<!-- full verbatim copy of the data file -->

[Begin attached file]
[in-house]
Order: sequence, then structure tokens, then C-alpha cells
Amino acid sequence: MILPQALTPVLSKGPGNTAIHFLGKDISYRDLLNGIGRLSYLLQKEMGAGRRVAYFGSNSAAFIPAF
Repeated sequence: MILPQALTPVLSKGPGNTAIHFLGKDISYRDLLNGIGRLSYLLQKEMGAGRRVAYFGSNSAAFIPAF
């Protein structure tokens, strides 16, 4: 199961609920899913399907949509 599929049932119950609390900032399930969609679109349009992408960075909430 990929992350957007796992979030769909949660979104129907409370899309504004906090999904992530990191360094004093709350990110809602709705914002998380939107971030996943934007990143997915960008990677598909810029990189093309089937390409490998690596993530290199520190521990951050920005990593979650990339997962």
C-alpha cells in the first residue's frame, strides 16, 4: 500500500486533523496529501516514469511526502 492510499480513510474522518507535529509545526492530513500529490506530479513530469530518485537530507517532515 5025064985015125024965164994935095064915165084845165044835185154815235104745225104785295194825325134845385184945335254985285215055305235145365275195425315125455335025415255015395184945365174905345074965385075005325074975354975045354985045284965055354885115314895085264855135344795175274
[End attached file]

[in-house]
Order: sequence, then structure tokens, then C-alpha cells
Amino acid sequence: MILPQALTPVLSKGPGNTAIHFLGKDISYRDLLNGIGRLSYLLQKEMGAGRRVAYFGSNSAAFIPAF
Repeated sequence: MILPQALTPVLSKGPGNTAIHFLGKDISYRDLLNGIGRLSYLLQKEMGAGRRVAYFGSNSAAFIPAF
């Protein structure tokens, strides 16, 4: 199961609920899913399907949509 599929049932119950609390900032399930969609679109349009992408960075909430 990929992350957007796992979030769909949660979104129907409370899309504004906090999904992530990191360094004093709350990110809602709705914002998380939107971030996943934007990143997915960008990677598909810029990189093309089937390409490998690596993530290199520190521990951050920005990593979650990339997962």
C-alpha cells in the first residue's frame, strides 16, 4: 500500500486533523496529501516514469511526502 492510499480513510474522518507535529509545526492530513500529490506530479513530469530518485537530507517532515 5025064985015125024965164994935095064915165084845165044835185154815235104745225104785295194825325134845385184945335254985285215055305235145365275195425315125455335025415255015395184945365174905345074965385075005325074975354975045354985045284965055354885115314895085264855135344795175274